How do we use finance to help developing countries reduce their emissions and respond to the impacts of climate change?
Developed countries have pooled together to provide finance to a large number of international funds with this express purpose.
They range in size from less than $10 million, to more than $7 billion. Each has a particular focus: some, such as the Amazon Fund, have been established to help particular countries implement climate change response strategies. Some, such as the Clean Technology Fund, work in a smaller subset of countries where they hope to have a demonstration effect. And others, such as the Global Environment Facility and the Adaptation Fund are accountable to Parties to the UN Framework Convention on Climate Change, and work in more than 180 developing countries.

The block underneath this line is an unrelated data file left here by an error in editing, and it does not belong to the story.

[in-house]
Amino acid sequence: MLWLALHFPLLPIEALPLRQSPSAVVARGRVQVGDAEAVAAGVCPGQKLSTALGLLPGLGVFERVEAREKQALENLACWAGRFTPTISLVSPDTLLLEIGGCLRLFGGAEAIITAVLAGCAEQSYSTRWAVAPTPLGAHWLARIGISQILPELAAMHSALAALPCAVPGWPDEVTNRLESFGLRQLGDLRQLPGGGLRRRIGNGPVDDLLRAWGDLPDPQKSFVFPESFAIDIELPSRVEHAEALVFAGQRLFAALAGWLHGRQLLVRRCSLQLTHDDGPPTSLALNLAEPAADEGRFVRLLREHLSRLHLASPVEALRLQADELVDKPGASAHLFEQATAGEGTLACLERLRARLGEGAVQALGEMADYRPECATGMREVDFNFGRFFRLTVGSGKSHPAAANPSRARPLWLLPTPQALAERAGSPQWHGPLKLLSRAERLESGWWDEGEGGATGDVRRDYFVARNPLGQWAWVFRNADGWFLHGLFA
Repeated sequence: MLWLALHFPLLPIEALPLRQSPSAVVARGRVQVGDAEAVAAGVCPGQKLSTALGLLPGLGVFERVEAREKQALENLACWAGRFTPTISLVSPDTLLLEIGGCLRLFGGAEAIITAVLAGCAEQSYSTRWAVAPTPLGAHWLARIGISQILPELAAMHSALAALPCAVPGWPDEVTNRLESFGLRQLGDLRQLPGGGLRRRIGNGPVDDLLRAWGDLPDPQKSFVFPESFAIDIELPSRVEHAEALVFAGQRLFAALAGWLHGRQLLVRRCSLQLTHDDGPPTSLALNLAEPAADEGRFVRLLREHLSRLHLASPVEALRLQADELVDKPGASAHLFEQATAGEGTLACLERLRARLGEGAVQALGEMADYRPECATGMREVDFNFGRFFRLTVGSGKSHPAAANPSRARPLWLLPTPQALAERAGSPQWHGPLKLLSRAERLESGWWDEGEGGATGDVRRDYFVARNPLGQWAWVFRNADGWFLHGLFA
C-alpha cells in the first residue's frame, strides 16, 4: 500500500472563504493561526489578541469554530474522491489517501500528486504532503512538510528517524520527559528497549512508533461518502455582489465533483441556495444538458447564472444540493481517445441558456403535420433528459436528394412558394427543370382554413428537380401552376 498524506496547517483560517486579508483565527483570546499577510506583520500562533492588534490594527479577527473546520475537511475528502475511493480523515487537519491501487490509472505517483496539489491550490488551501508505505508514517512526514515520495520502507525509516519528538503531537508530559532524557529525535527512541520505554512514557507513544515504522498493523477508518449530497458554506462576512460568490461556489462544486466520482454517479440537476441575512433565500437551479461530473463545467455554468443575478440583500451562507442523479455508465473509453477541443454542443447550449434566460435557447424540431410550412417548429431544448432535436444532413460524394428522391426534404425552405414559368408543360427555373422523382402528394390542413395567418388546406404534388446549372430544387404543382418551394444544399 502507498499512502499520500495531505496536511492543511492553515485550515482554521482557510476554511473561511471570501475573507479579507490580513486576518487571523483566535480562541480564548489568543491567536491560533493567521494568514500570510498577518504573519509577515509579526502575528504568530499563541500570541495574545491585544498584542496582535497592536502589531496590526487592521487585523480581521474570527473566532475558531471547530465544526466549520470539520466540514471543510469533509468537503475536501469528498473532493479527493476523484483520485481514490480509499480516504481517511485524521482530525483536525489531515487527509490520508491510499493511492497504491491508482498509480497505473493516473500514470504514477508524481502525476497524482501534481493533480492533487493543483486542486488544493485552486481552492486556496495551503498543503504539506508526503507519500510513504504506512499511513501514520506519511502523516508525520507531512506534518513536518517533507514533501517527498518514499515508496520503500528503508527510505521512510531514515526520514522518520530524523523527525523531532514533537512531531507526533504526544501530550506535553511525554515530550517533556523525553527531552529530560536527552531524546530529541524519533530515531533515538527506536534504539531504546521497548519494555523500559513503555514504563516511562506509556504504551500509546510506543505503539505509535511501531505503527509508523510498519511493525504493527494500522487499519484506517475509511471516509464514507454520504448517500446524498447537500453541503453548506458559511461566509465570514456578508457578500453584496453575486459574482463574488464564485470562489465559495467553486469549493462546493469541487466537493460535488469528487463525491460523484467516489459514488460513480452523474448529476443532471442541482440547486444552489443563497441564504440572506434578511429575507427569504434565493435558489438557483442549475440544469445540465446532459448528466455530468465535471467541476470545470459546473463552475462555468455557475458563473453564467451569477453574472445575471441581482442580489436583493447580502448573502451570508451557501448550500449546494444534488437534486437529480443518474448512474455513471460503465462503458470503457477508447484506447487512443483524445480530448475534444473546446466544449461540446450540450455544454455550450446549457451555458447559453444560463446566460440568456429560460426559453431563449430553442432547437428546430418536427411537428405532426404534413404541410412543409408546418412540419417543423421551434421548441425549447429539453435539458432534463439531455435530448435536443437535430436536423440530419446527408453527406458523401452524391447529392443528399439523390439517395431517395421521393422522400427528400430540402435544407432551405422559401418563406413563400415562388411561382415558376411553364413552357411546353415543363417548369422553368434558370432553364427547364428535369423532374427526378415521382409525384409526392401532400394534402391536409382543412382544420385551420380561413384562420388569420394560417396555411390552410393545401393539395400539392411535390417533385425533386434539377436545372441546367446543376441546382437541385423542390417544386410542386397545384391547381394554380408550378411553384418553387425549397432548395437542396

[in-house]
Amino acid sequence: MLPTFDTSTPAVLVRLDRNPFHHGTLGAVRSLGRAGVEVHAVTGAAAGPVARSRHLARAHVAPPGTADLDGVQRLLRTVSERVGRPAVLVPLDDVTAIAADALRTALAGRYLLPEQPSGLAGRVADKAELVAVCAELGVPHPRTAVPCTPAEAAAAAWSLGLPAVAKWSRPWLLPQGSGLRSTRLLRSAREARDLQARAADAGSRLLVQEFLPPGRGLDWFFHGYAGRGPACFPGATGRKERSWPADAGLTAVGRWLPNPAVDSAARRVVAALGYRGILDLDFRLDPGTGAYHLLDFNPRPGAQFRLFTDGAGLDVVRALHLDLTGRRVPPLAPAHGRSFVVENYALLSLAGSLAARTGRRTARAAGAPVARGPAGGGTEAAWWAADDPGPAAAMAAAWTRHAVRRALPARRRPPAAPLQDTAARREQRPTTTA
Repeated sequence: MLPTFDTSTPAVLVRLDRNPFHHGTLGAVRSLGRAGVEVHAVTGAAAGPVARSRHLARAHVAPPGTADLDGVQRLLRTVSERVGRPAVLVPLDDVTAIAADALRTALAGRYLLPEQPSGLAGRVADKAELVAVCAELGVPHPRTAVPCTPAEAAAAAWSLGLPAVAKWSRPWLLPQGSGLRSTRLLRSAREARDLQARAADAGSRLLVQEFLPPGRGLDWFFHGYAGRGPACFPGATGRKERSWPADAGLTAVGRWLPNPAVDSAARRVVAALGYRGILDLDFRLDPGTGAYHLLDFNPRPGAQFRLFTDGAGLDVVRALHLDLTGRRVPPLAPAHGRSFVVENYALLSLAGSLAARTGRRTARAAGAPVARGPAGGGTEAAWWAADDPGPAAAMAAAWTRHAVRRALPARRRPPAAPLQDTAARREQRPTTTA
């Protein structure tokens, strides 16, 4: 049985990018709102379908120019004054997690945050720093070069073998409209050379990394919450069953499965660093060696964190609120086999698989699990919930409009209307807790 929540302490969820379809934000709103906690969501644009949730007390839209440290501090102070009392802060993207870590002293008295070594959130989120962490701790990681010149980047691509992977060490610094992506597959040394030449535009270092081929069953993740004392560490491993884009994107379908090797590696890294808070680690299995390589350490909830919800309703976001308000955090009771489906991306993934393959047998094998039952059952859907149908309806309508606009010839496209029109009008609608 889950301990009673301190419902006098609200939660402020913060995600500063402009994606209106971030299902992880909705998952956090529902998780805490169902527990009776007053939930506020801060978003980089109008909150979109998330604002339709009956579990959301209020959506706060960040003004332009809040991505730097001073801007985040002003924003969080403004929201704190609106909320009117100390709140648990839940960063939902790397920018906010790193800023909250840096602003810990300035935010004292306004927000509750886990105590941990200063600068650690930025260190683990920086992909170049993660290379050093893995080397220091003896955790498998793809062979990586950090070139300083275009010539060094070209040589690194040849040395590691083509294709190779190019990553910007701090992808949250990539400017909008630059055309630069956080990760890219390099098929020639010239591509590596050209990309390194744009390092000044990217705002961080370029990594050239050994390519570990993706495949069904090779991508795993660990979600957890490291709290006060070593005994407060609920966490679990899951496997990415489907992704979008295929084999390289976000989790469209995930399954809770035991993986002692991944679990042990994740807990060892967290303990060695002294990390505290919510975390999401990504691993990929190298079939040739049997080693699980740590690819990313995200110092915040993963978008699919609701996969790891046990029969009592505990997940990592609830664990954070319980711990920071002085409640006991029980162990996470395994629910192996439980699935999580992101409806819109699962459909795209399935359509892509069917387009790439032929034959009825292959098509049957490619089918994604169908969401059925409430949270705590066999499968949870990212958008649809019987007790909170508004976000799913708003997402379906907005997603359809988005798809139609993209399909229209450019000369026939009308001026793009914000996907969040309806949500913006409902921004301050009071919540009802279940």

At ODI, we’re building on our work monitoring where these funds spend their money to understand how effectively this money is being used. We’ve published a series of assessments of the effectiveness of international climate funds. This note presents a snapshot of their achievements. Our hope is that it provides a basis for a more informed debate about the implications of different approaches to delivering climate finance.
Over the coming months, we will assess a number of other international funds, and distill lessons from more than a decade of effort to deliver climate finance for efforts to support action on climate change.